Historically, industrialization has been opposed to food security, and the process of industrialization removed people from their life on the land, and took from people that special kind of dignity that one has when one can sustain oneself from the land where one lives. It moved people from their traditional rural agricultural communities and pressed them into urban poverty where we live precariously, and must do what industry demands of us or become homeless and hungry. Industrialization cleared the commons. Industrialization did this in the distant past in Britain and in Canada, but it is doing it today elsewhere. Modernization has moved us away from the land personally by demanding that our energies be spent specializing and producing patentable knowledge products.

The attendees of the food security conference ought to know that in order for people to be food secure, people need to stop globalizing and deregulating capitalization on agriculture and the processes of food production.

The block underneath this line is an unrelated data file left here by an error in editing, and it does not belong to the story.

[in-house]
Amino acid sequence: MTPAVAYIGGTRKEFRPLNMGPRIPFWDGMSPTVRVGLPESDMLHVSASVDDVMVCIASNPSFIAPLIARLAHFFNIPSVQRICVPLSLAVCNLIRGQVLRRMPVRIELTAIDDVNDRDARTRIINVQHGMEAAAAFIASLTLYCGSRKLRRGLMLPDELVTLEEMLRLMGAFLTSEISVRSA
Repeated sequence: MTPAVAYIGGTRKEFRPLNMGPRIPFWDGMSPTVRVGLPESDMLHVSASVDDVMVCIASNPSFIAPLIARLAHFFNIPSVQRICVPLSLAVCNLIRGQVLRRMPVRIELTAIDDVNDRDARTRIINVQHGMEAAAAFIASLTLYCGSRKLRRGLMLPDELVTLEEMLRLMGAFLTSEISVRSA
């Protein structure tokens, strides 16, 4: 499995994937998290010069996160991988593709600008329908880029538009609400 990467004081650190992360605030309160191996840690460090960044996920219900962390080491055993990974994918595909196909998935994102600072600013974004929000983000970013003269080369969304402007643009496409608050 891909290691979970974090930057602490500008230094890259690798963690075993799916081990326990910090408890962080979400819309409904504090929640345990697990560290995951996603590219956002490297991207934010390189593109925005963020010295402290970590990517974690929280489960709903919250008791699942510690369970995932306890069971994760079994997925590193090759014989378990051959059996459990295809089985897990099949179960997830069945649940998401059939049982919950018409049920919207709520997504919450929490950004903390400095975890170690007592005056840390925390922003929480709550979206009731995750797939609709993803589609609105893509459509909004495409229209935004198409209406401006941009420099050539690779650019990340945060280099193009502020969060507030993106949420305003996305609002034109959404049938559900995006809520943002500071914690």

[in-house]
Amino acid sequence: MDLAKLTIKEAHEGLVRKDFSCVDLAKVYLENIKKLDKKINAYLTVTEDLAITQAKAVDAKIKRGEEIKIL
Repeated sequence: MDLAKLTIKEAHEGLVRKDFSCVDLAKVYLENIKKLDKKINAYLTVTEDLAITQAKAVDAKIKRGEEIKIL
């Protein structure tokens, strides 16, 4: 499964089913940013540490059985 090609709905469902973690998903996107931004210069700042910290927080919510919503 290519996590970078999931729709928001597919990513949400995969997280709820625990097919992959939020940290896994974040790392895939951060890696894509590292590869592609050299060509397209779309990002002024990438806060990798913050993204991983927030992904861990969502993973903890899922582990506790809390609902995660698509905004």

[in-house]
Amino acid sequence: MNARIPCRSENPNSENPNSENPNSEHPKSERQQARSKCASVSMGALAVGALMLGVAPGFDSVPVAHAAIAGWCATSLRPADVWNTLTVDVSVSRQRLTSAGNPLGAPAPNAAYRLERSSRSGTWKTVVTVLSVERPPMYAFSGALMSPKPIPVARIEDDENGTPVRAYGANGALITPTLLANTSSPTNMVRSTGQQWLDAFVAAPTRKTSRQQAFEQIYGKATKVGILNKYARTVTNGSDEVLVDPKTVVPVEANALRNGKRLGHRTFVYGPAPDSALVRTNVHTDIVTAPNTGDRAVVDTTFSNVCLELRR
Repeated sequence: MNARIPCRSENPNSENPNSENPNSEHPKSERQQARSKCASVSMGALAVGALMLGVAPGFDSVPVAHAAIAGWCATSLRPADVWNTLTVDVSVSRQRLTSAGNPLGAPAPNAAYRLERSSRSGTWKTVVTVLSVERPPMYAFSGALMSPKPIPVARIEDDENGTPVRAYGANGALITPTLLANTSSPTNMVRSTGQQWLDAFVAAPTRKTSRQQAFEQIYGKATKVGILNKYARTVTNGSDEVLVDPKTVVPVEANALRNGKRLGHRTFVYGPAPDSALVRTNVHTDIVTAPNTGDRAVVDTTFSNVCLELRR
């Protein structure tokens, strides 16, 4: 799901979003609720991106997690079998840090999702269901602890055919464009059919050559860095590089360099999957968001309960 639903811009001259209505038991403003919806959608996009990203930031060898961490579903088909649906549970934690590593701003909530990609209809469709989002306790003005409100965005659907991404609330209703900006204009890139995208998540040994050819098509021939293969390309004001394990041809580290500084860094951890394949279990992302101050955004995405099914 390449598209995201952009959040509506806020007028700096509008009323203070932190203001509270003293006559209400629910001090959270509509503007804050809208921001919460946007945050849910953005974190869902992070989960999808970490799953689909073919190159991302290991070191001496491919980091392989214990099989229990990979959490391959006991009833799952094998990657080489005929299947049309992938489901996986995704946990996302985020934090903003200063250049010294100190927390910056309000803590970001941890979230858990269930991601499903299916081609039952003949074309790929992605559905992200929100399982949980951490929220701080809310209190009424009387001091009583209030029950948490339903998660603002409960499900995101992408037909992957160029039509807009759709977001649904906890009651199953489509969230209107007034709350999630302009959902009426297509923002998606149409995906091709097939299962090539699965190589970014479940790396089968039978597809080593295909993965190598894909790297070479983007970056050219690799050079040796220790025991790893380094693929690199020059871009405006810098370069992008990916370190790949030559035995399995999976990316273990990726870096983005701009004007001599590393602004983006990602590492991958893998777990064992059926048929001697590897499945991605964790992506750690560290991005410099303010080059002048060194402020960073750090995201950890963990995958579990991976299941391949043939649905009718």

However, I am not advocating socialized agriculture at this time. The presence of agricultural industry throughout our decision-making institutions would likely turn any attempt by us to socialize agriculture toward the further establishment and institutionalization of monoculture agriculture. Unfortunately, if we were to socialize agriculture at this time, and establish a right to food as we have a right to healthcare, the corruption of our political process would merely make herbicide-dependent monoculture mandatory. It would eliminate resilient, diverse, localized and organic agricultural operations altogether.

I am a Ph. D. candidate at McGill. During my time here, I studied the responses of canola plants to bacterial signal molecules. As someone who studies canola, I am perhaps particularly aware of how production and capital have steered research over the decades, and how unaccountable millions of dollars have been sunk into the development of dubious agriculture and biotechnology, based on the aspiration for gains to the quality of life for the researchers, and for the production of patents. Who knows what those millions of dollars would have been spent on, if the primary concern had not been capitalization upon the sale of the seed and crushing for oil.

Science has been abused to continue research and perpetuate the production of patents.